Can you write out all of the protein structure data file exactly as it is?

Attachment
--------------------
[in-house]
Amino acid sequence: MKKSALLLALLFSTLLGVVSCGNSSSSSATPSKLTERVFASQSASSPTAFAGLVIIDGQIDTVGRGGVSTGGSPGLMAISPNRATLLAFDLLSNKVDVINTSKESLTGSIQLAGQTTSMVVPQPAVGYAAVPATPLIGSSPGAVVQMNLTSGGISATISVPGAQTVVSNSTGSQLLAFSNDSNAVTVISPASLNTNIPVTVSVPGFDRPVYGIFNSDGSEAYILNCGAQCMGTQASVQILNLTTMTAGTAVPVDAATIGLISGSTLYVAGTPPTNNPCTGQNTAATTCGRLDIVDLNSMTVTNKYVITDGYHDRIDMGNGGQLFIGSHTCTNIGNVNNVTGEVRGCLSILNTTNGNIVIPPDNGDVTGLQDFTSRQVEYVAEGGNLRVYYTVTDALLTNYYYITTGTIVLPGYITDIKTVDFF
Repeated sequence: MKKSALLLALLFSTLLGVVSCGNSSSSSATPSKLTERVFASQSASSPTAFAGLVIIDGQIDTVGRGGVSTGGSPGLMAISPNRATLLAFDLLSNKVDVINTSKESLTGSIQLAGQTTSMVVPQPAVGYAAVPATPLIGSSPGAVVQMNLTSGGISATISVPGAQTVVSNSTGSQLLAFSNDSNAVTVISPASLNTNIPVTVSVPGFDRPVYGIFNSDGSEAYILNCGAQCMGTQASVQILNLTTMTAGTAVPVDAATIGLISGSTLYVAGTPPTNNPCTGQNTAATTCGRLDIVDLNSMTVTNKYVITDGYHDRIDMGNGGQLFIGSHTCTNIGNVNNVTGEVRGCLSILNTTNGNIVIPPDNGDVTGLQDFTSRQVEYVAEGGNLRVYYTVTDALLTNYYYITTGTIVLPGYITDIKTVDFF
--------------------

[in-house]
Amino acid sequence: MKKSALLLALLFSTLLGVVSCGNSSSSSATPSKLTERVFASQSASSPTAFAGLVIIDGQIDTVGRGGVSTGGSPGLMAISPNRATLLAFDLLSNKVDVINTSKESLTGSIQLAGQTTSMVVPQPAVGYAAVPATPLIGSSPGAVVQMNLTSGGISATISVPGAQTVVSNSTGSQLLAFSNDSNAVTVISPASLNTNIPVTVSVPGFDRPVYGIFNSDGSEAYILNCGAQCMGTQASVQILNLTTMTAGTAVPVDAATIGLISGSTLYVAGTPPTNNPCTGQNTAATTCGRLDIVDLNSMTVTNKYVITDGYHDRIDMGNGGQLFIGSHTCTNIGNVNNVTGEVRGCLSILNTTNGNIVIPPDNGDVTGLQDFTSRQVEYVAEGGNLRVYYTVTDALLTNYYYITTGTIVLPGYITDIKTVDFF
Repeated sequence: MKKSALLLALLFSTLLGVVSCGNSSSSSATPSKLTERVFASQSASSPTAFAGLVIIDGQIDTVGRGGVSTGGSPGLMAISPNRATLLAFDLLSNKVDVINTSKESLTGSIQLAGQTTSMVVPQPAVGYAAVPATPLIGSSPGAVVQMNLTSGGISATISVPGAQTVVSNSTGSQLLAFSNDSNAVTVISPASLNTNIPVTVSVPGFDRPVYGIFNSDGSEAYILNCGAQCMGTQASVQILNLTTMTAGTAVPVDAATIGLISGSTLYVAGTPPTNNPCTGQNTAATTCGRLDIVDLNSMTVTNKYVITDGYHDRIDMGNGGQLFIGSHTCTNIGNVNNVTGEVRGCLSILNTTNGNIVIPPDNGDVTGLQDFTSRQVEYVAEGGNLRVYYTVTDALLTNYYYITTGTIVLPGYITDIKTVDFF